bits and pieces

I am just back from a visit to my son in Chicago and the rest of my family in Alabama, and am still frazzled — I’m definitely out of traveling shape. Moving around the country was simultaneously delightful, exhausting, and (sometimes) disconcerting. One of the disconcerting elements was the almost complete absence of masks in Alabama, the least-vaccinated state in the USA. I’m now back in Waco, which seems by comparison to offer a model of responsible masking. As a native of Alabama, I want to say to my people back there: Just get vaccinated, and then ditch the masks. 

Anyway, here are a few things I might write about at greater length if I were a little more coherent and energetic. 

My friend the Rev. Jessica Martin has begun her Bampton Lectures at Oxford, and all signs point to a brilliant set of discourses. I am looking forward to listening to them all and talking copious notes. 

Re: this thoughtful post by another dear friend, Adam Roberts, if I were to write an essay for the Journal of Controversial Ideas I would make the argument that “gender” is a word that is meaningful only in the context of grammar.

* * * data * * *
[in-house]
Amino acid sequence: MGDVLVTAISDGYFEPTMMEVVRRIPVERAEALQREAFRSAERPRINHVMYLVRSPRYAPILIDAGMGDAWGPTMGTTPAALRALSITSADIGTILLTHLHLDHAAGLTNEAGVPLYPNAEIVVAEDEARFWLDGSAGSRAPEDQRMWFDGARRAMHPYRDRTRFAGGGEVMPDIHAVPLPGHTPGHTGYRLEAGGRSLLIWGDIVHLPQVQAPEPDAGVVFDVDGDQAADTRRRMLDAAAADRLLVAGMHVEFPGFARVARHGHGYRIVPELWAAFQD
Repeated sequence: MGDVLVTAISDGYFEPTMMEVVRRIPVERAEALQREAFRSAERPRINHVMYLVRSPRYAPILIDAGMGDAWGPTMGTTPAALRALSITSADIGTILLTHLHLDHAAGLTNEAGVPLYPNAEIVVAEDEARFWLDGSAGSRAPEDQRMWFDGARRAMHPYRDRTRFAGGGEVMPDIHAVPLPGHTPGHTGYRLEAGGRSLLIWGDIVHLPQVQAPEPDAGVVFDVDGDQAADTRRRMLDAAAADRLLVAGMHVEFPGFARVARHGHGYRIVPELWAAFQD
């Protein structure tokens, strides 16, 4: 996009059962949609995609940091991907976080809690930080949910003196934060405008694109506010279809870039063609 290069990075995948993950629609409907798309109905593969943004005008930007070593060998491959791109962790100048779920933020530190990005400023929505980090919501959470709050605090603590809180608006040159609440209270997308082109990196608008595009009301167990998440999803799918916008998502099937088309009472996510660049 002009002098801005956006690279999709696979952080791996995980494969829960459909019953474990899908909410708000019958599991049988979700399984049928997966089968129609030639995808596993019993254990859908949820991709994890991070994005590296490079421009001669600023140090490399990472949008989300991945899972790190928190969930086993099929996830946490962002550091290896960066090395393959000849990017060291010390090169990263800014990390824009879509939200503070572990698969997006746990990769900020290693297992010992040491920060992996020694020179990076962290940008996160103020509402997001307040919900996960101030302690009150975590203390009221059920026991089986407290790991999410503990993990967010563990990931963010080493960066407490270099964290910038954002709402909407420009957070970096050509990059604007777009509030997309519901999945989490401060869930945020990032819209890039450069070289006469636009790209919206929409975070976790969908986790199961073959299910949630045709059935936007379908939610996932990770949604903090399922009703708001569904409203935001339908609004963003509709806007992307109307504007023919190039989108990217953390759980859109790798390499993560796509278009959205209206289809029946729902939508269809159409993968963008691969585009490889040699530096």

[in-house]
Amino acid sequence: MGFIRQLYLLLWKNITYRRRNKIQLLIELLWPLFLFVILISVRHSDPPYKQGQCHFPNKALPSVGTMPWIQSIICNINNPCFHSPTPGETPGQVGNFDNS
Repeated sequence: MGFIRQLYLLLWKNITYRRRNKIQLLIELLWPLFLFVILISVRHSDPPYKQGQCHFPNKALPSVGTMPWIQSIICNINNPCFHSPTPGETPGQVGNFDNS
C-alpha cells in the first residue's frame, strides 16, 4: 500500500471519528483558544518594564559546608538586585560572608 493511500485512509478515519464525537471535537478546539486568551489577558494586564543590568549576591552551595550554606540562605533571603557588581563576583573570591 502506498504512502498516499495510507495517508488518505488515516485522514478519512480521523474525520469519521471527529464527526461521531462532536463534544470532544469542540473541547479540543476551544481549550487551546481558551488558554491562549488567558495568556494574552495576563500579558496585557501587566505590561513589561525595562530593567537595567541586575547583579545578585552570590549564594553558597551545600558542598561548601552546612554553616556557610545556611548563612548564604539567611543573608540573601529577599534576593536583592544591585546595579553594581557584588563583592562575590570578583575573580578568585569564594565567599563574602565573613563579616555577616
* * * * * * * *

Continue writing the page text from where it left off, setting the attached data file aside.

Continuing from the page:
Yet another dear friend — I have so many smart friends! They are amazing! — Rick Gibson, writes in the Hedgehog Review about “the newest inhabitants of ‘liquid modernity.’” I’ll definitely comment further on this one. 

Ted Gioia: “We have nurtured two sharply contrasting musical cultures over thousands of years. One celebrates conciliation and the settled life of the rural world, while the other revels in the nomadic triumphs of the fierce and passionate human predator.” Country music is for herders and their animals; drum-driven rock is for predators. 

Every summer needs a song, and pretty obviously this is the one for 2021. One note: it’s significant that Lake Street Dive has been around for about a decade and is very much an indie band. How can you tell? Because the song begins with a slow intro before kicking into that irresistible groove. A song calculated to maximize streaming-service revenue would never do that: because Spotify only pays artists for listens of 30 seconds or more, studios are forcing their songwriters to frontload their songs’ choruses. “Hypotheticals” as a composition is a relic of the past; we’ll get fewer and fewer songs structured that way. Another reason — along with that sweet groove and Rachael Price’s amazing voice — to appreciate a terrific pop-R&B throwback number. 

updates on this and that